I have informed Mr. Lee, that in case there should be an hearing, I was directed to engage him as council for the province; that though I bad received no money I would advance what might be necessary; those hearings by council being expensive.
I purpose writing to you again by the packet, and am with the greatest respect, sir, your most obedient humble servant,
P. S. No determination is yet public on the case of Mr. Lewis against Governor Wentworth, which has been a very. costly hearing to both sides.
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To Governor Franklin. m.;'I
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Resolutions of the New England townships—Project to forty
an union with Ireland—Hutchinson's letters. ,y^
Dear Son, London, Sept. 1,1773.
I have now before me yours of July 5 and 6. The August packet is not yet arrived. '. .'3''-•
Dr. Cooper of New York's opinion of the author of the sermon, however honorable to me, is injurious to the good bishop; and therefore I must say in justice and truth, that I knew nothing of his intention to preach on the subject, and saw not a word of the sermon till it was printed. Possibly some preceding conversation between us may have turned hw thoughts that way; but if so, that.is all.
I think the resolutions of the New England township* must have the effect they seem intended for; viz. to show tbat the discontents were really general, and their sentiments concerning their rights unanimous, and not the fiction of a few demagogues, as their governors used to represent them here: and therefore not useless, though they should not as yet induce government to acknowledge their claims. That people may probably think it sufficient for the present to assert and hold forth their rights, secure that sooner or later they must be admitted and acknowledged. The declaratory law here, had too its use, viz. to prevent or lessen at least a clamor against the ministry that repealed the stamp act, as if they had given up the right of this country to govern America. Other use indeed it could have none; and I remember Lord Mansfield told the lords, when upon that bill, that it was nugatory. To be sure, in a dispute between two parties about rights, the declaration of one party can never be supposed to bind the other.
It is said there is now a project on foot to form an union with Ireland, and that Lord Harcdurt is to propose it at the next meeting of the Irish parliament. The eastern side of Ireland are averse to it; supposing that when Dublin is no longer the seat of their government it will decline, the harbor heing hut indifferent, and that the western and southern ports tyill rise and florish on its ruins, being good in themselves arid much better situated for commerce. For these same reasons, the western and southern people are inclined t6 the measure, and it is thought it may be carried; But these are difficult affairs, and usually take longer time than the projectors imagine. Mr. Crowley, the author of several proposals for uniting the colonies with the mother-country, and who runs about much among the ministers, tells me the union of Ireland is only the first step towards a general union. He is for having it done by the parliament of England without consulting the colonies; and he will warrant, he says, that if the terms proposed are equitable, they will all come in one after the other. He seems rather a little cracked upon the subject.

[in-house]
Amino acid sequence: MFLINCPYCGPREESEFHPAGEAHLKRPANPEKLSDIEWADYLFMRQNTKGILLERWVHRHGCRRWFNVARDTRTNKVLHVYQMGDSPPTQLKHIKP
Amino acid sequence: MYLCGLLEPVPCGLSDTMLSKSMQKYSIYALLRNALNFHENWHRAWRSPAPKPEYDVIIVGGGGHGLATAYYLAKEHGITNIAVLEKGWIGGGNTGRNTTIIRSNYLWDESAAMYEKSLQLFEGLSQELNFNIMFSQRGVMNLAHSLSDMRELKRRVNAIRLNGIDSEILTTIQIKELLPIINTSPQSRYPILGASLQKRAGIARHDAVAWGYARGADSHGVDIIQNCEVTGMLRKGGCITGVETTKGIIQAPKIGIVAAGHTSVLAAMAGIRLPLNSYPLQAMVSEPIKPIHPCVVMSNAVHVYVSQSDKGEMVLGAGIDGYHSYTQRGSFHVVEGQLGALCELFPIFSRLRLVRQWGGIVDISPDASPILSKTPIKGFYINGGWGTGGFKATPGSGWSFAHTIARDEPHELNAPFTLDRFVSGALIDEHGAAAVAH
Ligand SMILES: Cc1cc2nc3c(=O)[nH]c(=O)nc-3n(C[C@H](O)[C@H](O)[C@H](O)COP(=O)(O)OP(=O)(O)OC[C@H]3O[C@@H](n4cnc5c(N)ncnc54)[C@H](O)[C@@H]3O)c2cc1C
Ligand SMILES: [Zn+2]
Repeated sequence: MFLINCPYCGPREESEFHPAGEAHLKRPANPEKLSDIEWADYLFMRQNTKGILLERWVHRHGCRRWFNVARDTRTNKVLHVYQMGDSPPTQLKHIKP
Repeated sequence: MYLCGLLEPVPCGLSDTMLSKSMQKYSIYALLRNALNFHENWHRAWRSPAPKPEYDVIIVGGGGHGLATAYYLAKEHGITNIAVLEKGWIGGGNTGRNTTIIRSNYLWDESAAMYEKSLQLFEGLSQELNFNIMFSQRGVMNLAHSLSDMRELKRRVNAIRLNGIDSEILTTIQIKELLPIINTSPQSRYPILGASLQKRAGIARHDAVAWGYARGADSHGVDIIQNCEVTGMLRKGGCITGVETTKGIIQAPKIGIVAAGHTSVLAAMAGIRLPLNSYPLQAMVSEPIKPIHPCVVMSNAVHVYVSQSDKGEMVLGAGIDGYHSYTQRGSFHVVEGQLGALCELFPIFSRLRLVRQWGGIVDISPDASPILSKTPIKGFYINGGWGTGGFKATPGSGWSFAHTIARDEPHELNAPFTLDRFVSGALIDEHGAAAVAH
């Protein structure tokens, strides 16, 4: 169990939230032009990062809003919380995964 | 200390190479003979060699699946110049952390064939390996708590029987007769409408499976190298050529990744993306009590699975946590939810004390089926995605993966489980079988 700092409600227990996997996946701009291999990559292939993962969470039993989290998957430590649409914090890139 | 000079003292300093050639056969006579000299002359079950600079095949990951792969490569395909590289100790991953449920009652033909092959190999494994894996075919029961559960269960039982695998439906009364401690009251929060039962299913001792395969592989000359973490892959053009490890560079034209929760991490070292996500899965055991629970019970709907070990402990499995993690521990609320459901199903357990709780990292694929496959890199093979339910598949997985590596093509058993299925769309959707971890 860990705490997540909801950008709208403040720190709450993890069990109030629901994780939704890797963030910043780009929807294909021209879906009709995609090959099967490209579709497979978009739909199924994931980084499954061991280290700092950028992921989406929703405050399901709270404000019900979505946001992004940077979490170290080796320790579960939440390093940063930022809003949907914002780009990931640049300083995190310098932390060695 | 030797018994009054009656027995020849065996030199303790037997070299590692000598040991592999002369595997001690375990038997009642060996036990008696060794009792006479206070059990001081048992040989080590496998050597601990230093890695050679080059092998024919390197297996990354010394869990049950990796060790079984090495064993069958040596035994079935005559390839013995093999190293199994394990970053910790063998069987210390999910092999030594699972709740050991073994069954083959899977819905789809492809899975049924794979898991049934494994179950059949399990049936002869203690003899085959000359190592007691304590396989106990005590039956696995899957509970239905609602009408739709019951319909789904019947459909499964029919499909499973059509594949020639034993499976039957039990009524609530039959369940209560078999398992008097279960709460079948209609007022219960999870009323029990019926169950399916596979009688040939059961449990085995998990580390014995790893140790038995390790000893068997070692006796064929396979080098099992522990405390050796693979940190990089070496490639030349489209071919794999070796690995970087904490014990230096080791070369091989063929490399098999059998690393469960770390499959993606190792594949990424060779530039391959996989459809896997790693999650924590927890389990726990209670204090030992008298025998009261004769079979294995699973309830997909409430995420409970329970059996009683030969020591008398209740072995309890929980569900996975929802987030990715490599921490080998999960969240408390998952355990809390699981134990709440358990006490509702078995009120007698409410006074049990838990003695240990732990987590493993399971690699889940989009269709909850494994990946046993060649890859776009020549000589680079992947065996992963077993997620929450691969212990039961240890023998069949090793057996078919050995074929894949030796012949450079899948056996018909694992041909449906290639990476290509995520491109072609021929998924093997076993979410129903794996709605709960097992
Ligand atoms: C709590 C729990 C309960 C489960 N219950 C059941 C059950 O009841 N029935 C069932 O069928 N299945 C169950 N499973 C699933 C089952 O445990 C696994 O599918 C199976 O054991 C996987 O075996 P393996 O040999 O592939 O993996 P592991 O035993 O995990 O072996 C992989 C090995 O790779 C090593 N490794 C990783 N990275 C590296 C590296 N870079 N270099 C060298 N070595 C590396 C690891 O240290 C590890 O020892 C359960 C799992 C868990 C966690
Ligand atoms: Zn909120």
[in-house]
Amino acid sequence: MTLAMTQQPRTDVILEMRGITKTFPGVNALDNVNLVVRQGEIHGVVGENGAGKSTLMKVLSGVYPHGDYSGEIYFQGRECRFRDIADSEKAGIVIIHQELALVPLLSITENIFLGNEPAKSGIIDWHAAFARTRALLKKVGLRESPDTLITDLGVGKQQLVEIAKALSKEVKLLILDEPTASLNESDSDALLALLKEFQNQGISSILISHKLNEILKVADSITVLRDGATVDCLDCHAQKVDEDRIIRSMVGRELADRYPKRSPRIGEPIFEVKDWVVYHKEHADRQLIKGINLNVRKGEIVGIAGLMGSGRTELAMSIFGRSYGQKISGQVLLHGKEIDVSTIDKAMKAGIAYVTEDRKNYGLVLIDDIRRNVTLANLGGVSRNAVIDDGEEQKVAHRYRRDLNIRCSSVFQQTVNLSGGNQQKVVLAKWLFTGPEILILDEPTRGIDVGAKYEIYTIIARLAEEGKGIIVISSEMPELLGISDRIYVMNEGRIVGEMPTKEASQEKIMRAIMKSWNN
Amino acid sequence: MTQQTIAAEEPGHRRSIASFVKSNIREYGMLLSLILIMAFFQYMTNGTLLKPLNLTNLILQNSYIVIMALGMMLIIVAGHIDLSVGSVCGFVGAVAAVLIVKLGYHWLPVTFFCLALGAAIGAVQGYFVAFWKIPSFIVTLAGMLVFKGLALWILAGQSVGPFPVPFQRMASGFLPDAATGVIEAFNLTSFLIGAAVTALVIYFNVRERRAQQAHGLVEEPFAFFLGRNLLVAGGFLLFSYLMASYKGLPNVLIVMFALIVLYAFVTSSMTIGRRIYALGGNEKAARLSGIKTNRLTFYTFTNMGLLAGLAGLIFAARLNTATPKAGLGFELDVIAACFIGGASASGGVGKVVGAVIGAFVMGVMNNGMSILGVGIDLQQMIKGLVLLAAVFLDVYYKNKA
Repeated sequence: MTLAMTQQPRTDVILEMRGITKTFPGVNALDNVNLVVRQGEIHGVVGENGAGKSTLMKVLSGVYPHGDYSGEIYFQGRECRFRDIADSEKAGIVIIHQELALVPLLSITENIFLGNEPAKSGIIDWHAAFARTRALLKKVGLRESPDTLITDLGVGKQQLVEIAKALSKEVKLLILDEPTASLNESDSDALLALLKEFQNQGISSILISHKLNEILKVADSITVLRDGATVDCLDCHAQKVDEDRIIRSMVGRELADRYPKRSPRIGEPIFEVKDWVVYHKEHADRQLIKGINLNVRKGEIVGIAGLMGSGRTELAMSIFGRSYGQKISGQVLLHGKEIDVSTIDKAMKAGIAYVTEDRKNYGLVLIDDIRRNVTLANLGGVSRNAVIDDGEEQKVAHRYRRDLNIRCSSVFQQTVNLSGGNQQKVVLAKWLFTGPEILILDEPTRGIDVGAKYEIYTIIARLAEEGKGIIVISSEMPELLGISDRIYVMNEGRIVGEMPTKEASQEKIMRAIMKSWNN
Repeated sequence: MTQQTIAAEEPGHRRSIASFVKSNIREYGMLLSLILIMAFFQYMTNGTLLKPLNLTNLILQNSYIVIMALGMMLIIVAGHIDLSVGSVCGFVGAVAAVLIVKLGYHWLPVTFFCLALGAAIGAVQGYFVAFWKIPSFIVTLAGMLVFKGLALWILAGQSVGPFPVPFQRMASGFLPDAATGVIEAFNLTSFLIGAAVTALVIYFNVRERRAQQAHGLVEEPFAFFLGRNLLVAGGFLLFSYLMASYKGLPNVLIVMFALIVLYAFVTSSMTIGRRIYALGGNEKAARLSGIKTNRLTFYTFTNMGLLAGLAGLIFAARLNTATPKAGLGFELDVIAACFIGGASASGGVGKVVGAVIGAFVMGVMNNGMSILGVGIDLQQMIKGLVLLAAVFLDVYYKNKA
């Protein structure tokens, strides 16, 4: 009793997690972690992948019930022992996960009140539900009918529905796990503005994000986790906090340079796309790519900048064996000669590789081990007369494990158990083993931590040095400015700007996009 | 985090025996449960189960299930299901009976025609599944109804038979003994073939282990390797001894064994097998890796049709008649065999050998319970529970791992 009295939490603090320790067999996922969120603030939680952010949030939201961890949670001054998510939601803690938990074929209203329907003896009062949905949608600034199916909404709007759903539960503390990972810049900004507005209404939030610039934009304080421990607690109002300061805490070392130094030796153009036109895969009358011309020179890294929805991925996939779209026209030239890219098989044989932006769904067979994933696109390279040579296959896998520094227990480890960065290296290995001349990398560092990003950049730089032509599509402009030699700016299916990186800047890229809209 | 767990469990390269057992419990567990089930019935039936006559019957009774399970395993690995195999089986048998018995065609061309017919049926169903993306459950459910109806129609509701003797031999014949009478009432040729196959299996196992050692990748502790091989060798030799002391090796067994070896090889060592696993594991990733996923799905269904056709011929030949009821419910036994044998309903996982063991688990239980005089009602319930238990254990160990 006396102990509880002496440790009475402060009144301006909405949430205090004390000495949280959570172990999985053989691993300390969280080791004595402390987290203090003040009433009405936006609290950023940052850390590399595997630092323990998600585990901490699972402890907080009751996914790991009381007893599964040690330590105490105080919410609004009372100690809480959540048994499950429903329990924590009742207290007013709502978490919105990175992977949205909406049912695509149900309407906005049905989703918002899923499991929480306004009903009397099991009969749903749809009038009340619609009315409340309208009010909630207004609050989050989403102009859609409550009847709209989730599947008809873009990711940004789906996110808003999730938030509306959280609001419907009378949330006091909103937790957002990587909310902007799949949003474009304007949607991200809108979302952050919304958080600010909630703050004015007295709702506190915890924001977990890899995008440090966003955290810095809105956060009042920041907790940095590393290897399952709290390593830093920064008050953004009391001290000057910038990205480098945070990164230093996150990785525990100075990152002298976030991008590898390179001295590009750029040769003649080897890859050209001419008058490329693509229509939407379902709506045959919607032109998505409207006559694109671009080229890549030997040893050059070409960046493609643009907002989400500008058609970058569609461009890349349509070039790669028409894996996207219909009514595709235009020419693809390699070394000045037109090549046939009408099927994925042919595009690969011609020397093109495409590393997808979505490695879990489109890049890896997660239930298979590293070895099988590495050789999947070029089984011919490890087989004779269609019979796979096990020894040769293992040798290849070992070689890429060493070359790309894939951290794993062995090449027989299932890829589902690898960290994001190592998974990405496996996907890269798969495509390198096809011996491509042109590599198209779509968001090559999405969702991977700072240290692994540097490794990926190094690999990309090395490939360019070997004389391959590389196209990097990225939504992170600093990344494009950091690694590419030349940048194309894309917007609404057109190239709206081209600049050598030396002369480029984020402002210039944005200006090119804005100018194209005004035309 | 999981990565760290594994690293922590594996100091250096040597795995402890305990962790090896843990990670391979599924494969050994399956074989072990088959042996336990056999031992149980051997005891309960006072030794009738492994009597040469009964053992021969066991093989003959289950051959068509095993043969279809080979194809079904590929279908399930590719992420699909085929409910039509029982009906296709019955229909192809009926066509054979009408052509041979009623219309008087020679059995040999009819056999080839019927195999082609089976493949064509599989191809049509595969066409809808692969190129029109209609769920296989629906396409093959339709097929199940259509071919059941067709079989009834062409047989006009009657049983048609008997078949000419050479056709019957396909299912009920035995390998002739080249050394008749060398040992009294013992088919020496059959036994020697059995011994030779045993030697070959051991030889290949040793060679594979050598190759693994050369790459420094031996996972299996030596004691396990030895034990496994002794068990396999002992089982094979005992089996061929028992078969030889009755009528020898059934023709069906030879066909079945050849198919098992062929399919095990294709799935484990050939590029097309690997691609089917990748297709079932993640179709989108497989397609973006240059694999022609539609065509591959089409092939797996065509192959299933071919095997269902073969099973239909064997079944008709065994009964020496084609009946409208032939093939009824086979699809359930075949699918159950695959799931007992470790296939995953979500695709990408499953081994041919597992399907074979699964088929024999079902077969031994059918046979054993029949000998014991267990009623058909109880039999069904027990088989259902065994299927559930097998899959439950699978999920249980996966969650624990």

It is said here that the famous Boston ' letters were sent chiefly, if not all, to the late Mr. Whately. They fell into my hands, and I thought it my duty to give some principal people there a sight of them, very much with this view, that when they saw the measures they complained of took their rise, in a great degree, from the representations and recommendations qf their own countrymen, their resentment against Britain on account of those measures might abate, as mine had done, and a reconciliation be more easily obtained. 'In Boston they concealed who sent them, the better to conceal
who received and communicated them. And perhaps it is as
* Governor Hutchinson's,